In FIG. 9, an oil burner 340, shown in phantom within the statue, is suspended from the fireplace 341 at the base of a chimney 342 in a small replica of a room, which has a model of a Christmas tree 344, a rocking chair 345 and a side table 346. The logs 347 in the fireplace 341 are movable and hide the burner wick (not shown), which burns with a flame, which is designated 348.

In FIG. 10, three oil burners 350 a, 350 b and 350 c, are placed within a common base 351, which is the rectangular table part of a statue depicting the Apostles attending the “Last Supper.” The bottom of the table has an opening 352 to allow access to the hollow interior of the base 351. This permits replacement of the fuel containers 354 a, 354 b and 354 c, if the collars 355 a, 355 b and 355 c of the respective burners 350 a, 350 b and 350 c are fixed to the top 357 of the table.

In FIG. 5, a different version of the invention is shown. Herein, a fanciful candelabra statue 360 has nine lands, one of which is designated 361, upraised from the top surface 362 and respectively supporting one of nine burners, one of which is designated 364, which are all attached to a common bladder 365. The bladder 365 is formed with nine extending neck portions, one of which is designated 366, to which the burner tubes are attached. Herein, the opening 367 in the statue bottom permits assembly of the burners 364 within the statue 360. Thus, it can be seen that any number of burners can draw combustible fuel from a single bladder.

Referring to FIG. 11, the generally horizontal top surface 400 of a statuary base 401 has an opening 402 into which the oil burner and fuel container assembly, generally designated 404, is suspended. The oil burner 404 includes a container 405 for holding combustible fluid, a tube, generally designated 407, communicating with the interior 408 of the container 405 and extending upwardly therefrom, a top collar, generally designated 410, including a flange ring 411 extending radially outward from the tube 407 and spaced downwardly from the upper end of the tube 407 and a cap 412 secured to the top of the tube 407, and a wick 414 extending from the interior of the container 405, through the tube 407 and the cap 412 and outward above the cap 412.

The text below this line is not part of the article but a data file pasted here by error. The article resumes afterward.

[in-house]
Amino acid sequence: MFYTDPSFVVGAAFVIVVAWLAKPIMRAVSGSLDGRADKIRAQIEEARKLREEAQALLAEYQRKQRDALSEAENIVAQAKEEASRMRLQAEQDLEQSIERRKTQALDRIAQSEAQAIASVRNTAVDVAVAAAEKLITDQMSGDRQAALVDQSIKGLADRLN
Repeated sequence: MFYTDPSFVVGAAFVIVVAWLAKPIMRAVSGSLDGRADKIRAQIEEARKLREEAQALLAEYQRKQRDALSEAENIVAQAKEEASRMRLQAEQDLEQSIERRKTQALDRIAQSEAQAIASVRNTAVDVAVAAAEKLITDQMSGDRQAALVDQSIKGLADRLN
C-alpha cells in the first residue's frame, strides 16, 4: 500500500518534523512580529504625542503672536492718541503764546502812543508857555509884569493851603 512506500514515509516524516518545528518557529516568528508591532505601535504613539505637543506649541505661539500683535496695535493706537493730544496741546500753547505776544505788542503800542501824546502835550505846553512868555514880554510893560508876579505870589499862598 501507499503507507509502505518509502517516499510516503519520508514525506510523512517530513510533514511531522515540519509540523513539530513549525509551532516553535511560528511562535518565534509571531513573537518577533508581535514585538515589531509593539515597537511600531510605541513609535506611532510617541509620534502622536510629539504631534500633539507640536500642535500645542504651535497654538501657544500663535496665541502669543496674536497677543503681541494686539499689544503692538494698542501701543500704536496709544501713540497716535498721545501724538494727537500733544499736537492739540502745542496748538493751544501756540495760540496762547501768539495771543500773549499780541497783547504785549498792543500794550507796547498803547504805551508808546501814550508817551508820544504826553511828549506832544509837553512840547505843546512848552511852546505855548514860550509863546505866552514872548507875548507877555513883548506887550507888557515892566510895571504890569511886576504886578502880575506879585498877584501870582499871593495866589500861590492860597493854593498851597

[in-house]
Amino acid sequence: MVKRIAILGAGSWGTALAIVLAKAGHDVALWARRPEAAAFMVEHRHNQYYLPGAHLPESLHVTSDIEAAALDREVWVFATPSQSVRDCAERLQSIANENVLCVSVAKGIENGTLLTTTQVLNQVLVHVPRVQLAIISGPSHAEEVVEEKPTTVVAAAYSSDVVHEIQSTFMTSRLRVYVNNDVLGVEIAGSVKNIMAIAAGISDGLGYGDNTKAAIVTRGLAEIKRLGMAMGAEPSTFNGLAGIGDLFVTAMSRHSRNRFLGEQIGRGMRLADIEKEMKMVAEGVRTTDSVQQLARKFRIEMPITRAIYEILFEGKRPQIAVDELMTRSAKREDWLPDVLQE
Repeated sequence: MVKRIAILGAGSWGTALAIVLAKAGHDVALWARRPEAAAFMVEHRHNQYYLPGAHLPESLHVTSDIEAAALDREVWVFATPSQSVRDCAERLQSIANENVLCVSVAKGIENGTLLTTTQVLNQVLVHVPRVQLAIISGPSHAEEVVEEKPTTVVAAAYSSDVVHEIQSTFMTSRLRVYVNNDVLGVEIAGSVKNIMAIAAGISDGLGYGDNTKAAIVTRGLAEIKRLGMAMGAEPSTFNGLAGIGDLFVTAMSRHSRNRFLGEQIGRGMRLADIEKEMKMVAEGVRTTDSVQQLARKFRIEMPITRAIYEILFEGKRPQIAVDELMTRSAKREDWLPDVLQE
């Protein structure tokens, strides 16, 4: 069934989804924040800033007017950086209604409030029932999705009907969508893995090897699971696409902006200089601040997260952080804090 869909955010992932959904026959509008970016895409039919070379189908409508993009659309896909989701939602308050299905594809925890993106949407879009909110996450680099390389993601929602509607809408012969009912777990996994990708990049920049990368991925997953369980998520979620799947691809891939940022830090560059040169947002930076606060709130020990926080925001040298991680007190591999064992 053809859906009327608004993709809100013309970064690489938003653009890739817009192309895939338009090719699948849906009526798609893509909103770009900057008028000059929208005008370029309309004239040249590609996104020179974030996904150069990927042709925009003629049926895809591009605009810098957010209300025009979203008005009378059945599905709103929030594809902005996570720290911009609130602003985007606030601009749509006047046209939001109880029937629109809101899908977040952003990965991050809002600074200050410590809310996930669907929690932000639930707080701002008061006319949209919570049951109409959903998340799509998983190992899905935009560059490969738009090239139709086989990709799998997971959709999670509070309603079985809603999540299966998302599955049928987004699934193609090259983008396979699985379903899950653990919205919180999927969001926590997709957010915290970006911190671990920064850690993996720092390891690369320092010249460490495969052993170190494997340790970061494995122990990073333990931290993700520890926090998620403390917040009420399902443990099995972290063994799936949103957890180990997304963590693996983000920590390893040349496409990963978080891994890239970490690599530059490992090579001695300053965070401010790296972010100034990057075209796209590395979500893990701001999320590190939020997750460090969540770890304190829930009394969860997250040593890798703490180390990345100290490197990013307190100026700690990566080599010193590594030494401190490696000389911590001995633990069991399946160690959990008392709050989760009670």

The tube 407 is made up of an elongate, cylindrical plastic outer tube 415 and an elongate, cylindrical metal inner tube 416 positioned coaxially within the outer tube 415. The inner tube 416 has an external helical thread 418 and an internal passage 419 extending axially from its lower end 421 to its upper end 422. The external thread 418 of the inner tube 416 engages the inner wall of the outer tube 415 to hold it in place with the upper end 416 of the inner tube 416 extending upward from the upper end 423 of the outer tube 415.

The container 405, or lamp oil reservoir, is a glass or plastic bottle 425 having a main portion 426 and a neck portion 427 with an external helical thread 429. The outer tube 415 has an internal helical thread 430 adjacent its lower end 424 adapted to engage the bottle neck thread 429 and hold the bottle 425 at the bottom of the outer tube 415. Because the bottle 425 is larger than the opening 402 in the base 401, the burner 404 is attached to the statue from below.

The upper flange ring 411 of the collar 410 is a flat, cylindrical metal piece, or washer, with a central annular opening having an internal thread 432 adapted to cooperatively engage the external thread 418 adjacent the upper end 422 of the inner tube 416 to fix it thereto. The flange ring 411 rests on the upper surface 400 of the base 401 thereby suspending the burner 404 within the opening 402.

The cap 412 is defined by a radially extending upper wall 434 with a central opening 435 for the wick 414 and a vent hole 436, an annular skirt 438 connected to the periphery of the upper wall 434 and extending downward relative to the upper wall 434, and an internal thread 439 formed on the inward cylindrical wall of the skirt 438 adapted to cooperatively engage the exposed external thread 418 adjacent the upper end 422 of the inner tube 416. The cap 412 may take the form of a hex cap nut with a six-sided skirt.